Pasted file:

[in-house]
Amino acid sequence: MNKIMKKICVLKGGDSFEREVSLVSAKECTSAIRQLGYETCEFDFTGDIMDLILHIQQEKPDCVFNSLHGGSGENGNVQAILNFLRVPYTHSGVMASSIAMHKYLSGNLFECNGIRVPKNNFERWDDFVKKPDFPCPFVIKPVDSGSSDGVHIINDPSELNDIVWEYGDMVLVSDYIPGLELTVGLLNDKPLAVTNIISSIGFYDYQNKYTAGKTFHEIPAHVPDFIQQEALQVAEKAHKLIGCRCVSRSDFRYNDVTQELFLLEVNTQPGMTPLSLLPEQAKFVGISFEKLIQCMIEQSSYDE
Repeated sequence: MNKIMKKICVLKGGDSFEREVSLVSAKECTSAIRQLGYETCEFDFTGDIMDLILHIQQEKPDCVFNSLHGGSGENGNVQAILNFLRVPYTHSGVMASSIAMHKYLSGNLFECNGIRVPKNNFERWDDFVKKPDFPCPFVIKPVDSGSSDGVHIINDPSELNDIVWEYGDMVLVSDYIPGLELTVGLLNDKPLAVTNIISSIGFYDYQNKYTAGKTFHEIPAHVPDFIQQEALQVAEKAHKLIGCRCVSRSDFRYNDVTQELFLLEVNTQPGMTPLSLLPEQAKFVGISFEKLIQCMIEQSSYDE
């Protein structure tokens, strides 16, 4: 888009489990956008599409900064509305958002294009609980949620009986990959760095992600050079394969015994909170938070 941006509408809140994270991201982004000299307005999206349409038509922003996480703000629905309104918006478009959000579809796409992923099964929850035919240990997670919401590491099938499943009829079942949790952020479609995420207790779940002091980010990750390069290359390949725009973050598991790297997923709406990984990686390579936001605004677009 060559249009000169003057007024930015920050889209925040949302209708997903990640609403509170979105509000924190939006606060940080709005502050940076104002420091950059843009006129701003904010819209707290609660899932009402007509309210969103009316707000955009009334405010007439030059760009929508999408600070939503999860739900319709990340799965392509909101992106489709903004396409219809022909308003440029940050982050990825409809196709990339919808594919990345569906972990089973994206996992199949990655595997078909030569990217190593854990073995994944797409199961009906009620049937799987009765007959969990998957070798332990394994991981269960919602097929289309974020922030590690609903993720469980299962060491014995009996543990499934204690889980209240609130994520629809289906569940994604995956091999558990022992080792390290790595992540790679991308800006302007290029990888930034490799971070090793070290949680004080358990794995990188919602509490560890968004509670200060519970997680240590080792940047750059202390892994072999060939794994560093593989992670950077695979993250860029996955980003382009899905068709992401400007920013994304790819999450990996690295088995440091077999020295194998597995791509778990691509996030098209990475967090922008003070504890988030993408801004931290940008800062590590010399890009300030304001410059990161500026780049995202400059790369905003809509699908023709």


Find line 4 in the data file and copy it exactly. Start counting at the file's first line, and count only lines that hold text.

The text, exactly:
């Protein structure tokens, strides 16, 4: 888009489990956008599409900064509305958002294009609980949620009986990959760095992600050079394969015994909170938070 941006509408809140994270991201982004000299307005999206349409038509922003996480703000629905309104918006478009959000579809796409992923099964929850035919240990997670919401590491099938499943009829079942949790952020479609995420207790779940002091980010990750390069290359390949725009973050598991790297997923709406990984990686390579936001605004677009 060559249009000169003057007024930015920050889209925040949302209708997903990640609403509170979105509000924190939006606060940080709005502050940076104002420091950059843009006129701003904010819209707290609660899932009402007509309210969103009316707000955009009334405010007439030059760009929508999408600070939503999860739900319709990340799965392509909101992106489709903004396409219809022909308003440029940050982050990825409809196709990339919808594919990345569906972990089973994206996992199949990655595997078909030569990217190593854990073995994944797409199961009906009620049937799987009765007959969990998957070798332990394994991981269960919602097929289309974020922030590690609903993720469980299962060491014995009996543990499934204690889980209240609130994520629809289906569940994604995956091999558990022992080792390290790595992540790679991308800006302007290029990888930034490799971070090793070290949680004080358990794995990188919602509490560890968004509670200060519970997680240590080792940047750059202390892994072999060939794994560093593989992670950077695979993250860029996955980003382009899905068709992401400007920013994304790819999450990996690295088995440091077999020295194998597995791509778990691509996030098209990475967090922008003070504890988030993408801004931290940008800062590590010399890009300030304001410059990161500026780049995202400059790369905003809509699908023709």